Abstract: Sociology, Ahead of Print.
      Digitalisation and the use of algorithms have raised concerns over the future of work, the gig economy being identified by some as particularly concerning. In this article, we draw on 70 interviews in addition to participant observations to highlight the role of gig economy platforms in producing a novel form of reputational insecurity. This insecurity is generated by platforms disrupting the traditional operation of industry reputation in freelance markets. We highlight three areas of transformation (recognition, power relations and transparency) in which platforms disrupt the social regulation of reputation and thus algorithmically amplify uncertainty. We also detail how workers individually and collectively attempt to re-embed reputation within interpersonal relations to reduce this novel insecurity.
      Citation: Sociology
      PubDate: 2022-11-02T12:01:05Z
      DOI: 10.1177/00380385221126804
       
  • Variations of Gender Gaps in the Labour Market Outcomes of Graduates
           across Fields of Study: A (Combined) Test of Two Theories

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      Authors: Diana Roxana Galos, Nevena Kulic
      Abstract: Sociology, Ahead of Print.
      Unequal gender outcomes in occupational success unravel through different channels in higher education. Using the AlmaLaurea dataset comprised of 80% of Italian graduates and 98 fields of study, this article investigates whether men and women receive similar returns on employment and earnings when choosing the same field of study. Two complementary perspectives are applied – Kanter’s theory of relative numbers and the status theory of gender – to examine the quantitative and qualitative differences between fields. The results show that the most gender ‘balanced’ fields of study are the most gender unequal in terms of earnings and employment. Separate analyses demonstrate that the status of a field interacts with its gender composition, and gender gaps in female-intensive nurturing fields shrink faster with an increasing proportion of women, albeit at higher absolute levels compared with non-nurturing fields. Therefore, nurturing fields of study should not necessarily be considered as levelling gender inequality in the labour market.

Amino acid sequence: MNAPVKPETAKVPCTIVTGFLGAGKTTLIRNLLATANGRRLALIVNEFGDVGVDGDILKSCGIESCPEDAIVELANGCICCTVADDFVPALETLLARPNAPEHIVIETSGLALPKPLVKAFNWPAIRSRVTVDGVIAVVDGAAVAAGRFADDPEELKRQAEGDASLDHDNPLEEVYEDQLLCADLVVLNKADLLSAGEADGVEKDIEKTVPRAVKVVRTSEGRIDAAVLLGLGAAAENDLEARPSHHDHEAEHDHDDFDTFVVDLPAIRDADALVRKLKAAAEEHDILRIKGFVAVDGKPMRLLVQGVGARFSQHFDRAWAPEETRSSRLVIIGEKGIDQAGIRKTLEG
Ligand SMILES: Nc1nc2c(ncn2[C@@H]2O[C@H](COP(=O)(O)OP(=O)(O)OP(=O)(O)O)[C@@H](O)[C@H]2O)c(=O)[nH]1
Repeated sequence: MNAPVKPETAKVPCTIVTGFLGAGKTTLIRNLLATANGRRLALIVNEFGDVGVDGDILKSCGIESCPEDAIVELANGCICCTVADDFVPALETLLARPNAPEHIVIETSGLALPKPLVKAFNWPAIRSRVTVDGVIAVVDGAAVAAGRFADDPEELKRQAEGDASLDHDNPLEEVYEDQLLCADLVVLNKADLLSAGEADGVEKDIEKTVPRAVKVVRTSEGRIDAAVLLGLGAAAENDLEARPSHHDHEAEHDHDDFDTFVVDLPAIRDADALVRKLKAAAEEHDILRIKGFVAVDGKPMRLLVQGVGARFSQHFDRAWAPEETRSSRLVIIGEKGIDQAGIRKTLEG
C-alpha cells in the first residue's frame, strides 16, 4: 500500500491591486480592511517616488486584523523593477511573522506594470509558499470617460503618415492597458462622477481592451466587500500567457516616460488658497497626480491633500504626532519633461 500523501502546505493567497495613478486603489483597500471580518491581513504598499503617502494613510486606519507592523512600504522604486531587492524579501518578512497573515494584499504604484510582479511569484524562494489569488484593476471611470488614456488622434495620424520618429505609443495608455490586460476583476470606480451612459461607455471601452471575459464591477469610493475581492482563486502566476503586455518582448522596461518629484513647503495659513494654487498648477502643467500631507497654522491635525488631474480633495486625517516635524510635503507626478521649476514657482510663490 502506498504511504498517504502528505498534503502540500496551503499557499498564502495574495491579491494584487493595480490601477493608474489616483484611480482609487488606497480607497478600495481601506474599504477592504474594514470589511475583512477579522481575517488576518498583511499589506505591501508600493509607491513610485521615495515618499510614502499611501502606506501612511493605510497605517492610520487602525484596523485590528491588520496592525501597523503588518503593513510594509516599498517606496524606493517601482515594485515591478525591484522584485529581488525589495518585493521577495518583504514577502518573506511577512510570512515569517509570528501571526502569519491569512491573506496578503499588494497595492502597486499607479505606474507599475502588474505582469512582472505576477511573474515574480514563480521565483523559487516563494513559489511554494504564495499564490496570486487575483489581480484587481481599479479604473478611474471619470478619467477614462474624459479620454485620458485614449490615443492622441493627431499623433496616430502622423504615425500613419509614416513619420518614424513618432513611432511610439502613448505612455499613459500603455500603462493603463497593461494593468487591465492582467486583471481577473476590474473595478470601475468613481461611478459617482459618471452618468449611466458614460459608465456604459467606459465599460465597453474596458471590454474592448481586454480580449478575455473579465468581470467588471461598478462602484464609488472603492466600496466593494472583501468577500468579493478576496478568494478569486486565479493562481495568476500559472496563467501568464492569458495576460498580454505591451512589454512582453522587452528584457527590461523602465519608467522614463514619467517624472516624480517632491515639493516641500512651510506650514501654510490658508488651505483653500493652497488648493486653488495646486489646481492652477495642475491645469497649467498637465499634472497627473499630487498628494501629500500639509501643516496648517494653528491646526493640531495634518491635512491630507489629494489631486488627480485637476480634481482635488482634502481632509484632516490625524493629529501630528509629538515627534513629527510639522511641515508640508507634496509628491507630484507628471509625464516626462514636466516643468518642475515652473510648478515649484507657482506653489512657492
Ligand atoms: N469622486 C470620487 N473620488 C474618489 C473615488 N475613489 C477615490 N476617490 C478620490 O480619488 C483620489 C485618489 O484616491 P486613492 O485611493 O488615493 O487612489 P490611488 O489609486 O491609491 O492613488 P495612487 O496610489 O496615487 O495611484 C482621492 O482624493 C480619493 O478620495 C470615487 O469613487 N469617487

Citation: Sociology
      PubDate: 2022-11-02T10:46:48Z
      DOI: 10.1177/00380385221122400
       
  • Inequalities in Home Learning and Schools’ Remote Teaching Provision
           during the COVID-19 School Closure in the UK

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      Authors: Sait Bayrakdar, Ayse Guveli
      Abstract: Sociology, Ahead of Print.
      Millions were affected by COVID-19 school closures, with parents and schools caught unprepared. Education is expected to play a role in creating equal opportunities, so transferring schooling responsibilities to families may have increased learning inequalities generated by family backgrounds. We examined the time students spent on home learning and explored the role of the schools’ distance teaching provision in explaining differences traditionally attributed to parental education, eligibility for free school meals, ethnic background and single parenthood. Using the Understanding Society COVID-19 dataset, we found children who received free school meals, single-parent families and children with parents with lower formal education qualifications and Pakistani or Bangladeshi backgrounds spent significantly less time on schoolwork. However, schools’ provision of offline and online distance teaching and homework checking significantly increased the time spent on learning and reduced some inequalities, demonstrating the policy relevance of digital preparedness to limit learning loss in school closures.
      Citation: Sociology
      PubDate: 2022-10-29T04:47:45Z
      DOI: 10.1177/00380385221122444